Finch & Co’s “Cabinet of Curiosities”
14 October – 4 November 2020 Online
Christie’s London – Announce the sale of Finch & Co’s Cabinet of Curiosities.
This eclectic collection sale spans thousands of years of history, comprising Antiquities, European Sculpture and Objects, alongside Tribal and Ethnographic Art, Natural History and Topographical pictures. In 96 lots, the sale unites historically and geographically important objects and curiosities from around the globe, including a Chinese scholar’s wrist rest, a Spanish Colonial parquetry cabinet, Mughal Indian flasks and a North Indian Bezoar stone case, a Japanese matchlock hand cannon, Victorian ‘Halley’s Comet’ brooches, Tibetan objects and Victorian portraits.
Pictured top to bottom, left to right lots: 28, 46, 72, 67, 69, 70, 10, 2, 86, 19, 5, 6, 40, 47, 1, 21, 8, 24, 23, 27, 9, 14, 16, 12, 15, 4, 18, 11, 91
This sale celebrates the achievements of the London-based dealers, Jan and Craig Finch of Finch & Co, who for the past 30 years, have been advising and engaging with collectors, with a unique eye for thought-provoking works and objects, representative of cultures from around the world.
Finch & Co seek to create the greatest of 21st century ‘cabinets of curiosities’ to inspire and educate today’s collectors in the same vein as ‘Kunstkammern’ did with previous generations. Each lot in the sale reveals a fascinating story, individually representing an insight into the extraordinary, a discovery of the unusual, a thought- provoking escape from reality, an oddity to contemplate in an increasingly mechanised inhuman world and strives to transport clients into one where creativity and imagination are in harmony.
(Illustrated above) A Spanish Colonial brass-mounted and ebony, bone and tortoiseshell-inlaid cabinet-on-stand, (estimate £30,000-50,000).
Cabinets of curiosities were first conceived in the 16th century as ‘Cabinets of Wonder’ and collections of notable objects. The terminology ‘cabinet’ originally described a room as opposed to a piece of furniture. These collectors’ rooms were microcosms of the universe, displaying their creator’s interest in understanding and ‘ordering’ a fast-expanding world and also served as status symbols in society, with the most famous ‘Wunderkammern’ created by royalty and the aristocracy.
Changing collecting tastes are behind the resurgence of interest in cabinets of curiosities, embraced by Finch & Co. They are synonymous with an international client base of connoisseurs and collectors, thanks to their individualistic approach to sourcing only the most extraordinary objects and curiosities.
Caitlin Yates, Specialist and Head of Sale, Private & Iconic Collections comments:
‘Finch & Co is a brand that has successfully transcended the vagaries of taste throughout the past 30 years. It is the manifestation of two maverick minds that favour the antique, but appeal to the contemporary market. In a ‘bland is grand era’, Finch and Co is distinguished by its contrasting aesthetic. Still regarded as an outlier, it is this quality of ‘otherness’ that makes the Finch & Co collection universal in its appeal. Having gained several modern artists as important clients, who, interestingly, privately collect antiques and ancient art, Finch’s aesthetic is undeniably timeless’.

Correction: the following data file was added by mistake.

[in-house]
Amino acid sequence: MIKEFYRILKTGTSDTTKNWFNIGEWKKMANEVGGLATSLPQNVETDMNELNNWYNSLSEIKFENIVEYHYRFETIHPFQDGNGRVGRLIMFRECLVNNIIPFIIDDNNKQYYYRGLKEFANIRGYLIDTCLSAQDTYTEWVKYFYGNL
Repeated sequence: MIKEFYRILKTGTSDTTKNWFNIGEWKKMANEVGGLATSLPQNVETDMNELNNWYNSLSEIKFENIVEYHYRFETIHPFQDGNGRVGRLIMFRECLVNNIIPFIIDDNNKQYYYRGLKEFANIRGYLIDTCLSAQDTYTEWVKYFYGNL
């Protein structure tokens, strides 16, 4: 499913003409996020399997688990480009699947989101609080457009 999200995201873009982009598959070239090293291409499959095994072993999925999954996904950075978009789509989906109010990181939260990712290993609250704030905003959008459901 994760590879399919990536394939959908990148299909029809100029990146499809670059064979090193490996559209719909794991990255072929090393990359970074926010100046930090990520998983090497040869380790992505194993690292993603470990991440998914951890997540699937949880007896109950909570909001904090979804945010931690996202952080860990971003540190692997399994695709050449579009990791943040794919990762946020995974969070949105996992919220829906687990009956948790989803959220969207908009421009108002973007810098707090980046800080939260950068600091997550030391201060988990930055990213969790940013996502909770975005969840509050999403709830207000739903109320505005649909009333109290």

Craig Finch comments:
‘We have to dare to be different, throw off our fear of change and embrace Britain’s fantastic mix of cultures. This is the Finch motto’. Craig continues, ‘One of my personal highlights is a pair of Roman marble shoulders. Their sense of unending history and their achievement of self-aggrandisement through two thousand years of time marks them out for me amongst so many unique objects in the sale that will be bought by clients with a similar yearning to Jan and I for the extraordinary and unusual’. (Illustrated left), Ancient Roman Marble Shoulders, 2nd – 3rd C. A.D. (estimate £15,000-£20,000).
Jan Finch has selected the polychromed and parcel-gilded poplar wood bust of Mary Magdalene, (estimate £6,000-10,000), (illustrated right) as one of her outstanding lots, ‘A beautiful image with her adoring face turned to look at Christ on the cross’. It is notably poignant to her because Mary Magdalene is one of the most controversial women in the history of Christianity. During the 16th and 17th centuries artists presented the Magdalen as a sensual almost classical Venus like figure, Jan Finch comments:
‘Each time I look at this sculpture I am moved by the power of the emotions shown’.
Illustrated above a German polychrome limewood and boxwood memento mori skulls, 17th and 18th century, (estimate £800-1,200),
Estimates range from £300 to £50,000 and the sale is expected to realise in the region of £300,000-460,000.
An exhibition view will take place at Christie’s King Street from 29 October – 4 November 2020.
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*Please note when quoting estimates above that other fees will apply in addition to the hammer price – see Section D of the Conditions of Sale at the back of the sale catalogue.
*Estimates do not include buyer’s premium. Sales totals are hammer price plus buyer’s premium and are reported net of applicable fees.